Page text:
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When Neoral was given in high doses to pregnant rats and rabbits, the drug appeared to cause miscarriages and low fetal weights. Although this medicine has not been adequately studied in pregnant humans, it is classified as a pregnancy Category C medicine. This means that the drug may not be safe for use during pregnancy and should only be used when the benefits outweigh the risks.

Can Pregnant Women Take Neoral?

Neoral® (cyclosporine) is a prescription medication approved for use in severe cases of psoriasis and rheumatoid arthritis, when certain other medicines have not adequately treated the condition. It is also approved to prevent organ transplant rejection after a kidney, liver, or heart transplant. Based on the results of animal studies, this medication may not be safe for use during pregnancy.

What Is Pregnancy Category C?

Neoral is classified as a pregnancy Category C drug. The U.S. Food and Drug Administration (FDA) uses a category system to classify the possible risks to a fetus when a specific medicine is taken during pregnancy. Pregnancy Category C is given to medicines that have not been adequately studied in pregnant humans but have caused fetal harm in animal studies.
In addition, medicines that have not been studied in any pregnant women or animals are automatically given a pregnancy Category C rating.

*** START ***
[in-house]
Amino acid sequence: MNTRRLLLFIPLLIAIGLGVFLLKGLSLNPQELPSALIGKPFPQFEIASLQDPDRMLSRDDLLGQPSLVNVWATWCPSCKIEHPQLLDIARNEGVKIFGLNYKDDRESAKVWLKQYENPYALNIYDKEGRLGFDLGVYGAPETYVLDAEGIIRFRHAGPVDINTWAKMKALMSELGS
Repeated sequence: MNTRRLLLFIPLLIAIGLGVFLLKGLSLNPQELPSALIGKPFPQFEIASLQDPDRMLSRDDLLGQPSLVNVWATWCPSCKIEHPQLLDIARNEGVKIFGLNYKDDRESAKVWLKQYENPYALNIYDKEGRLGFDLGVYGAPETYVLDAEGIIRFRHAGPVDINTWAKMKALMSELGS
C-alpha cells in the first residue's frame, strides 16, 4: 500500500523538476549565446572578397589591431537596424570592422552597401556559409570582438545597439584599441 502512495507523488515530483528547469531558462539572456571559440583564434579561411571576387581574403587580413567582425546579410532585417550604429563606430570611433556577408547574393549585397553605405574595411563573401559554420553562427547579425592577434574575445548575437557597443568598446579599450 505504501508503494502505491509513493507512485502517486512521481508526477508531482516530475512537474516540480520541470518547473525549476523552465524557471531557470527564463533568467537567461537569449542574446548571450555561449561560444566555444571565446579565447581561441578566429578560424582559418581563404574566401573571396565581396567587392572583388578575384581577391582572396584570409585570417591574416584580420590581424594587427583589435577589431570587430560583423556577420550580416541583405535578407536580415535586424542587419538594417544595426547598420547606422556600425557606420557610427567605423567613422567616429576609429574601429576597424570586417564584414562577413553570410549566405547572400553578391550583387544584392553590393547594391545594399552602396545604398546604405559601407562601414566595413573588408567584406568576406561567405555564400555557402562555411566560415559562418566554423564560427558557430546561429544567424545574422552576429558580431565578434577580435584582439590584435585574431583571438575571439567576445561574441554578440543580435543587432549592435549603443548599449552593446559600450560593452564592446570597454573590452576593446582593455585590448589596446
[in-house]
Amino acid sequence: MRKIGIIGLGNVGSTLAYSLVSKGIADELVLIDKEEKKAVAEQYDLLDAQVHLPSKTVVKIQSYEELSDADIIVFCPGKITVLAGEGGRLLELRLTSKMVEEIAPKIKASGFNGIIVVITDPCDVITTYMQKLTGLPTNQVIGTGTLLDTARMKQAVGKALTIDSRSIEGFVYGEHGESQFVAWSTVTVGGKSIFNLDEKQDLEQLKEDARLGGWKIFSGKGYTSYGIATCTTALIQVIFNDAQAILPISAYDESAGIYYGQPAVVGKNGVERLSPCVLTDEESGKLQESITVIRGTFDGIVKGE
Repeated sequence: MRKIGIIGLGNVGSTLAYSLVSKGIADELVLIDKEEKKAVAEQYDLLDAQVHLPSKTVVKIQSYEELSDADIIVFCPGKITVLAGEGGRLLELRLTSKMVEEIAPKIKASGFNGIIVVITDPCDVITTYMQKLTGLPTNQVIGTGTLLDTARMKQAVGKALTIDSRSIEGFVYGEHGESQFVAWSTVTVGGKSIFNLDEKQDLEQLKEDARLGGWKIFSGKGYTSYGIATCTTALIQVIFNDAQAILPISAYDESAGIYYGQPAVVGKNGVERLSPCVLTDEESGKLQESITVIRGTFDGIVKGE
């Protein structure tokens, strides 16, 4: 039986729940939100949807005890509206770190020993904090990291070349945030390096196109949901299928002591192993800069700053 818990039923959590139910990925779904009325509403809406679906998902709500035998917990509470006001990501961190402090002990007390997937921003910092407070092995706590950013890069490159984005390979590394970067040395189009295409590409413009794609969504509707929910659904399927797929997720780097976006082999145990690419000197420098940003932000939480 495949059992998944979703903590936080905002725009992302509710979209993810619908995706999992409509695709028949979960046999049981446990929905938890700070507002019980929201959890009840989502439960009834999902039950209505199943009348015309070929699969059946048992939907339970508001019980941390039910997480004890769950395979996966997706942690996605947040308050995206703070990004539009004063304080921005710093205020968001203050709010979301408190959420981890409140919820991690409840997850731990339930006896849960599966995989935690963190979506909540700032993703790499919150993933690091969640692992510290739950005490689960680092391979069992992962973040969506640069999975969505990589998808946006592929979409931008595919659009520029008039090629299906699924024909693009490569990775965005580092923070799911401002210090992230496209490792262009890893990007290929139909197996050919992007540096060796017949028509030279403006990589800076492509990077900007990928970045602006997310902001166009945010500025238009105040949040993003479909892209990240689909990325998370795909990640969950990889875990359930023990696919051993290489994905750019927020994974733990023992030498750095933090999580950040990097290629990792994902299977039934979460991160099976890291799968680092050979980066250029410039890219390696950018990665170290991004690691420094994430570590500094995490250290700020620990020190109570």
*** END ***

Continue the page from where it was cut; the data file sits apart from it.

Neoral has not been adequately studied in pregnant women. In animal studies, the drug did not appear to increase the risk for birth defects. However, it did cause miscarriages and low fetal weights when given to pregnant rats and rabbits in doses high enough to harm the pregnant animals.
However, it is important to note that animals do not always respond to medicines in the same way that humans do. Therefore, a pregnancy Category C medicine, including Neoral, may be given to a pregnant woman if her healthcare provider believes that the benefits to the woman outweigh any possible risks to her unborn child.
Based on reports of pregnant women who took Neoral throughout pregnancy, the medicine may increase the risk for premature delivery and low birth weight. In the majority of these reports, the women were taking Neoral to prevent transplant rejection after an organ transplant. Therefore, it can be difficult to know whether the problems that occurred during pregnancy were caused by Neoral or the condition being treated.
Written by/reviewed by:
Last reviewed by: Kristi Monson, PharmD;
Last updated/reviewed:
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